As I worked at resolving our problems I took 13 very specific steps. I didn’t even fully understand the ‘need’ until step 7, or realize we needed to go ‘outside’ to buy anything until step 9 when I realized we couldn’t fix the problem inhouse and we all understood the risk, the cost, of change. We finally considered ourselves buyers at step 10 – where the sales model is needed to clearly define how the solution would fit our need. (I describe the steps in my book Dirty Little Secrets).

Here’s a summary of what my team (all teams!) considered on route to fixing our problems with the least risk:

  • All stakeholders must be assembled. This isn’t always easy. Sometimes HR needs to come aboard. Sometimes there’s a hidden influencer (Joe in accounting) who needs to join the decision team. But unless the full complement of folks are onboard, the full fact pattern of the problem cannot be understood. This fact alone takes quite a bit of time. And speaking with one person and assuming a need is just silly.
  • All possible workarounds must be tried: known vendors, other teams.
  • The ‘cost’, the risk, of doing something different must be fully understood as less than the ‘cost’ of the status quo. If the cost is too high – if they must fire people, reorganize, go against policy, etc. – they will continue doing what they’re doing.
  • Once the cost is understood – the new job descriptions and responsibilities, the habits they’d need to change, the new norms – everyone must buy-in.

It’s ONLY when everything plausible to fix a problem has been tried AND the ‘cost’ is manageable that people consider seeking an external solution. And the time it takes to complete this process is the length of the sales cycle. I’m sure you also noticed that none of these steps include a desire to buy anything.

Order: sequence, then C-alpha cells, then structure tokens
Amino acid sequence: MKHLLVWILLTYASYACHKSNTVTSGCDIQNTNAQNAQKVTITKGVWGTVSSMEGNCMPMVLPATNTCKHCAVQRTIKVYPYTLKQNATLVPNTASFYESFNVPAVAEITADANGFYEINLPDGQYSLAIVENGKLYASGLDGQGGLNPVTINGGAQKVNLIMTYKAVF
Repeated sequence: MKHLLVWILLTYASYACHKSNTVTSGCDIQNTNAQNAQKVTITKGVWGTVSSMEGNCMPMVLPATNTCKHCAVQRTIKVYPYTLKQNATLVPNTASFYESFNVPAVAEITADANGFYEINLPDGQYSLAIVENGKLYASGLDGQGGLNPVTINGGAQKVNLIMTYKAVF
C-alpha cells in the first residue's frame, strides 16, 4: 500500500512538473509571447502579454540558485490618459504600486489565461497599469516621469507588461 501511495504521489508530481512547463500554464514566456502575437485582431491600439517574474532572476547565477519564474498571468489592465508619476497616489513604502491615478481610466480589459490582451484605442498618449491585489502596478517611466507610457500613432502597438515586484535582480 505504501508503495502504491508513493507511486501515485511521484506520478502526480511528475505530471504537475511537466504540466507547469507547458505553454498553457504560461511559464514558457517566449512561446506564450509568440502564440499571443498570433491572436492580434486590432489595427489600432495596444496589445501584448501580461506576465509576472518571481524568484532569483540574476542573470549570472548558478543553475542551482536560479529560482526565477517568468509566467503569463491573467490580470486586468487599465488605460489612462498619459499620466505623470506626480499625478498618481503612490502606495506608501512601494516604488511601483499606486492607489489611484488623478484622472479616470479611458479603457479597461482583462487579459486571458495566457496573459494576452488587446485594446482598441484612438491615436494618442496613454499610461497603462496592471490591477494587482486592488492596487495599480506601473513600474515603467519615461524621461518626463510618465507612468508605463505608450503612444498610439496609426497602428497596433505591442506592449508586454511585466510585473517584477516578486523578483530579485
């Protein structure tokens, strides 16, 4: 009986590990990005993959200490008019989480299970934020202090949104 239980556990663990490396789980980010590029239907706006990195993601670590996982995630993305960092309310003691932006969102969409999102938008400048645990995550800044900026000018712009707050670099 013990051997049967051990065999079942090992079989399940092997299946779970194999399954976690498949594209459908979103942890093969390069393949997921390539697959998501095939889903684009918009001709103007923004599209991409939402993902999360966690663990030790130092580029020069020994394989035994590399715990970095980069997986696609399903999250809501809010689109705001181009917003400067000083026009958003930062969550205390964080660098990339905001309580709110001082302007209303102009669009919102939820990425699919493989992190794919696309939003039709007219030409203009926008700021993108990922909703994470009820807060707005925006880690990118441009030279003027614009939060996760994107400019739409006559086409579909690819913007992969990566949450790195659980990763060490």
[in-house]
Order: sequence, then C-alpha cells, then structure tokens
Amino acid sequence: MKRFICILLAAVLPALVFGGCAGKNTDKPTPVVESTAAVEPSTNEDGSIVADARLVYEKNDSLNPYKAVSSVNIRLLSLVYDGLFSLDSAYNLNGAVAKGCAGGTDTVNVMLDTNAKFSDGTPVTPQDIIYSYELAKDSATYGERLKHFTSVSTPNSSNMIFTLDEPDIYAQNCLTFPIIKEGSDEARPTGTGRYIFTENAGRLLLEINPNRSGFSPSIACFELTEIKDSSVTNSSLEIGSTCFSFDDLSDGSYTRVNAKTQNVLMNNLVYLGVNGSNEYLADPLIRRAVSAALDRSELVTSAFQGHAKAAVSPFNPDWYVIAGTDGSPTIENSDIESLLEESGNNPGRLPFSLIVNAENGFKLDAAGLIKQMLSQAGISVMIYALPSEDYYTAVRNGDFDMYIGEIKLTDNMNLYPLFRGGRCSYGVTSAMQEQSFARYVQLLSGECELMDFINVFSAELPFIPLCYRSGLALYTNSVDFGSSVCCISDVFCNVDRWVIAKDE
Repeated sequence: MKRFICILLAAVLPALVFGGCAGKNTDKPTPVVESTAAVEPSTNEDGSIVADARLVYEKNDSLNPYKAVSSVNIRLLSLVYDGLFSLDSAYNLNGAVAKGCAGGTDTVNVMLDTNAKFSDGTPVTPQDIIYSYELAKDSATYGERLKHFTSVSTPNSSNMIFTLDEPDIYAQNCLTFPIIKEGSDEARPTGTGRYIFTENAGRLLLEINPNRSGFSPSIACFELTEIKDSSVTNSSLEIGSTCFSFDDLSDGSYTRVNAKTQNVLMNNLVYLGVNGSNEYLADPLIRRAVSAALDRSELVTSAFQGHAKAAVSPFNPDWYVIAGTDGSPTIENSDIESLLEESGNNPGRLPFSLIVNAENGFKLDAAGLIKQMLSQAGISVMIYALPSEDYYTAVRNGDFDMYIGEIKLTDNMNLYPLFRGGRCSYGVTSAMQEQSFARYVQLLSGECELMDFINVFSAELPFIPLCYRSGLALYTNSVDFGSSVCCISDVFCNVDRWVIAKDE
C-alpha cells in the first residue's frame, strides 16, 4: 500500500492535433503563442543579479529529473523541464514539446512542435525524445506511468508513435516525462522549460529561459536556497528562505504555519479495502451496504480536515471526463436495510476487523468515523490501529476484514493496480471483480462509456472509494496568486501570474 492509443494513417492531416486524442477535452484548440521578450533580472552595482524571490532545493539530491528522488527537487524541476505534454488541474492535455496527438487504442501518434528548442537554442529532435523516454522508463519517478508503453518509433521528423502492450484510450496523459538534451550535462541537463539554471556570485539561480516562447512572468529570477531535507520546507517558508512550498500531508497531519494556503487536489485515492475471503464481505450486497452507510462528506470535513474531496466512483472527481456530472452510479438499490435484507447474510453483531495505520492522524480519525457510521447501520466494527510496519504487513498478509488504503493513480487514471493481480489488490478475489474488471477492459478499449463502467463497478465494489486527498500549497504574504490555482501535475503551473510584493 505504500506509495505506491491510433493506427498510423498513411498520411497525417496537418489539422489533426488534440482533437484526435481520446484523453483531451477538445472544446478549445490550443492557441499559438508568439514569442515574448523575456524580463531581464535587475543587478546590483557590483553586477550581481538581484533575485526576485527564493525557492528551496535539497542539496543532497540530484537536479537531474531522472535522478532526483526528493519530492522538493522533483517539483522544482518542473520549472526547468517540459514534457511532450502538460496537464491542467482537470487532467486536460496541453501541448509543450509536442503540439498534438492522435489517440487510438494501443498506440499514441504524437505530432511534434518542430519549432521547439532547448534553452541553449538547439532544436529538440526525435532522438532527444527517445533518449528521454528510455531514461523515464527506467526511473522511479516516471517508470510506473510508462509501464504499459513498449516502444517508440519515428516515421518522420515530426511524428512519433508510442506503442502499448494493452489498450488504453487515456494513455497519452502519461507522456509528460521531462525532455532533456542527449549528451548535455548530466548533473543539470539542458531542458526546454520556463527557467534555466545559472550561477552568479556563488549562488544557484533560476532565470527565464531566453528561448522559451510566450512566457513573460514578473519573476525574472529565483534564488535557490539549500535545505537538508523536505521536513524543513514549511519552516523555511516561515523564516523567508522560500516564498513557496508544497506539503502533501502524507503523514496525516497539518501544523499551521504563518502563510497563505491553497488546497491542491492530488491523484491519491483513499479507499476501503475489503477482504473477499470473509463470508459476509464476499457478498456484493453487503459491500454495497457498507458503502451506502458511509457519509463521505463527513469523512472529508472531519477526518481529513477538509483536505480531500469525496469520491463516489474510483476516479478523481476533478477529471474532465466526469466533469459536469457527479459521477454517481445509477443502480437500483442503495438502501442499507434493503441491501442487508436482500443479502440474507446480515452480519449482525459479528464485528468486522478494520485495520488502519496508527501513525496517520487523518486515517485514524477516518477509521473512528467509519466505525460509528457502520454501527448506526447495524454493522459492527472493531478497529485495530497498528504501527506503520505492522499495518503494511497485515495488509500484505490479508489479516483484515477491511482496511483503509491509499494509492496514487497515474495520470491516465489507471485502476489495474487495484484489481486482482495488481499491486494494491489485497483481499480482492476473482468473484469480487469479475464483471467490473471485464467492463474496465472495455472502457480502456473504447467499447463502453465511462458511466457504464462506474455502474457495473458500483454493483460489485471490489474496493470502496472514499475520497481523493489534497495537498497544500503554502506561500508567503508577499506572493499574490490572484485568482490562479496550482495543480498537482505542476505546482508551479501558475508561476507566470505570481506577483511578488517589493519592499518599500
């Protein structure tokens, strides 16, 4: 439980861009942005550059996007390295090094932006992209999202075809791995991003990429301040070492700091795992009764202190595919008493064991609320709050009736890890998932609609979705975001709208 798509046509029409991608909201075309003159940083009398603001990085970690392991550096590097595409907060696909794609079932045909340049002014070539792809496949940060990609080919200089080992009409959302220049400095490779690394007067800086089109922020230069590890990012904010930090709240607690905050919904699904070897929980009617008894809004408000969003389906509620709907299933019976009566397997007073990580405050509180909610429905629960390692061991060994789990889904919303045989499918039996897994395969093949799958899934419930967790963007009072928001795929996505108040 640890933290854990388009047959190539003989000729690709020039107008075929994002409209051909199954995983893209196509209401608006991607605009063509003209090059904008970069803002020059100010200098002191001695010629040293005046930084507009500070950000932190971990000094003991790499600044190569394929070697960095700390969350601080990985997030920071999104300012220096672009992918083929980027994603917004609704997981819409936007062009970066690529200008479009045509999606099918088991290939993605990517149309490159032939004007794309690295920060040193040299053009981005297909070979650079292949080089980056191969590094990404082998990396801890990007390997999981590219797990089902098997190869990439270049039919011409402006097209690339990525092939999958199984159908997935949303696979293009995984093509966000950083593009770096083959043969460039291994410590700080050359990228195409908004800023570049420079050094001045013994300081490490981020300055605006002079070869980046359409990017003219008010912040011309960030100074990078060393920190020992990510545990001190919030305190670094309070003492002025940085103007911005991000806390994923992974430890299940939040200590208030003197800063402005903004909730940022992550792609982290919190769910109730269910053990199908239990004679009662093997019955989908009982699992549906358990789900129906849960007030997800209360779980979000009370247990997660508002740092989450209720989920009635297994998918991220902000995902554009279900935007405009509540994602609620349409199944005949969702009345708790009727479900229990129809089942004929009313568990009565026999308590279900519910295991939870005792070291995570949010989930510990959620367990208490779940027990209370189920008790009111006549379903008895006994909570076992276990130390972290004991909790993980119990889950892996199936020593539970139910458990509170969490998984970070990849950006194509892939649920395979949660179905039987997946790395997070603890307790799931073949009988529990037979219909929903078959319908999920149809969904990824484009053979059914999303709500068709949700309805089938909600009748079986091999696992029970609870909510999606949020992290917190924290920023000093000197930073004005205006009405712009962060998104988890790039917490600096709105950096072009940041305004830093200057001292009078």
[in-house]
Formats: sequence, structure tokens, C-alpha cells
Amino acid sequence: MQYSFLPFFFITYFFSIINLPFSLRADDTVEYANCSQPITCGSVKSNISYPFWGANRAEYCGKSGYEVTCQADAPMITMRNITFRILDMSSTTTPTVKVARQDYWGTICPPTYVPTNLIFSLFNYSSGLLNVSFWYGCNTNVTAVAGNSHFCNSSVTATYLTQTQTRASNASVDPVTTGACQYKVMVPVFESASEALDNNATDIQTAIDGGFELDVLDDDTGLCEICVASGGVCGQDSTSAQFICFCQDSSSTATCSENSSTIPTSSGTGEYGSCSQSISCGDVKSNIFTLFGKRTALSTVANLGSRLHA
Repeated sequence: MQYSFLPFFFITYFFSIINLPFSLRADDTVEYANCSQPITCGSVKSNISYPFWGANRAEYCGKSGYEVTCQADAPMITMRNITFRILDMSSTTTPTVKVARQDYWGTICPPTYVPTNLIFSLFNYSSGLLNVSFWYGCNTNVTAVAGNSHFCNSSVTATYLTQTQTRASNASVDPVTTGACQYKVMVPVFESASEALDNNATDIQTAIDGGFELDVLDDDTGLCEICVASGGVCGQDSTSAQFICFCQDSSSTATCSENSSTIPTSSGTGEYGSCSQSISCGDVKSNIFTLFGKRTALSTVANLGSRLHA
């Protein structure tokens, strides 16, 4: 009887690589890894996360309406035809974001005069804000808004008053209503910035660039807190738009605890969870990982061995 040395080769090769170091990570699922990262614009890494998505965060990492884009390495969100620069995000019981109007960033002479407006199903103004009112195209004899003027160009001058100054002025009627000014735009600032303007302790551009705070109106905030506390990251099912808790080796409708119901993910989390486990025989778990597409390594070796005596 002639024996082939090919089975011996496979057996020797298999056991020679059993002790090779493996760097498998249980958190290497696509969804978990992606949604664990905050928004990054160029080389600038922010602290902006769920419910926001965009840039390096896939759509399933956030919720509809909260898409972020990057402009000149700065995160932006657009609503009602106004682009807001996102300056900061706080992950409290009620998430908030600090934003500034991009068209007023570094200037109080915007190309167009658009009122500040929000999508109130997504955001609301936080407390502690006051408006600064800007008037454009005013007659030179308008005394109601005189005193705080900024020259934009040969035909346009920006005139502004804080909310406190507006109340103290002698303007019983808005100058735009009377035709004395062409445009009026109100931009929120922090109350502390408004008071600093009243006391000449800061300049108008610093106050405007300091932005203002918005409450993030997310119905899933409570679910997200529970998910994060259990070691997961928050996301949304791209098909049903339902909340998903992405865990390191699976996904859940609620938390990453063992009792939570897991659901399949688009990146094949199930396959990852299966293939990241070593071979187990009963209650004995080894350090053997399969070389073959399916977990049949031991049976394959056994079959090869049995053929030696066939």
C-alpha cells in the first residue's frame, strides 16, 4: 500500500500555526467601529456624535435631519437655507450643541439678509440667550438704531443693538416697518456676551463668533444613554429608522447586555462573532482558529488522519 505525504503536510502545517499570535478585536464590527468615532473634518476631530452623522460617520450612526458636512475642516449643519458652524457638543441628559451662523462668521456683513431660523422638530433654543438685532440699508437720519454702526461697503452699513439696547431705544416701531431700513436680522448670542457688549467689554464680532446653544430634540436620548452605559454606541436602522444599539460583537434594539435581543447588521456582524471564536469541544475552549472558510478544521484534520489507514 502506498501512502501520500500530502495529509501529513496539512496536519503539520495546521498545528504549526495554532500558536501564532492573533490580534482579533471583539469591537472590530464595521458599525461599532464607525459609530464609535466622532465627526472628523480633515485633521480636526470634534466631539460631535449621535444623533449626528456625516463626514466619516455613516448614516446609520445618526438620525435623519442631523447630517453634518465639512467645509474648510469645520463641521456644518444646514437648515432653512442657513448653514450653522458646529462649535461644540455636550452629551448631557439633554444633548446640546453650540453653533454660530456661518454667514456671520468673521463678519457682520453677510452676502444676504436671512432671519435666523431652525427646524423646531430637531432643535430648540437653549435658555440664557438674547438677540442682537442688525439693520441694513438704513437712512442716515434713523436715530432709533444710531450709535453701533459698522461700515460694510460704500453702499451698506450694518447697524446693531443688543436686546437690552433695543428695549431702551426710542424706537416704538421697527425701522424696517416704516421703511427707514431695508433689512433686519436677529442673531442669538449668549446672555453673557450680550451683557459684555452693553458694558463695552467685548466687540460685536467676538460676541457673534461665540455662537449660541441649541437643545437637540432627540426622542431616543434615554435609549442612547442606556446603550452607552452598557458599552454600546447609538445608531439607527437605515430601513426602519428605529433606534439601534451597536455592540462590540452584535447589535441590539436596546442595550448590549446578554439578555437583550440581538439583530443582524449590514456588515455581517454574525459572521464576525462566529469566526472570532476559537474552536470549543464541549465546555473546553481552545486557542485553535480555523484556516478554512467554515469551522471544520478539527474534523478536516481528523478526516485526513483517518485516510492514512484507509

Why not use different thinking and new tools to help? We’ve overlooked serving people where they really could use expert help. It’s here you’re needed now and would be welcomed, so long as you refrain from pushing your solution until they become buyers.


PART THREE: How Sales Can Be Relevant


FACILITATE CHANGE MANAGEMENT FIRST

We must modernize sales by adding new goals and tools to facilitate the Pre-Sales, non-solution-oriented journey people must traverse BEFORE self-identifying as buyers and find – and serve – people during their change management process and on route to buying instead of using our solutions as bait.

During my experience as a buyer, I developed a model that facilitates the change management portion of the Buying Decision Journey. I named it Buying Facilitation®. I trained it to my own staff and we tripled our sales in months. Then I trained it to my tech folks who used it to understand a client’s full problem set upfront and lead them through to their best decisions before they even began programming, and halved their time to complete. And then I trained it to 100,000 sales folks globally with 8x results over the control groups.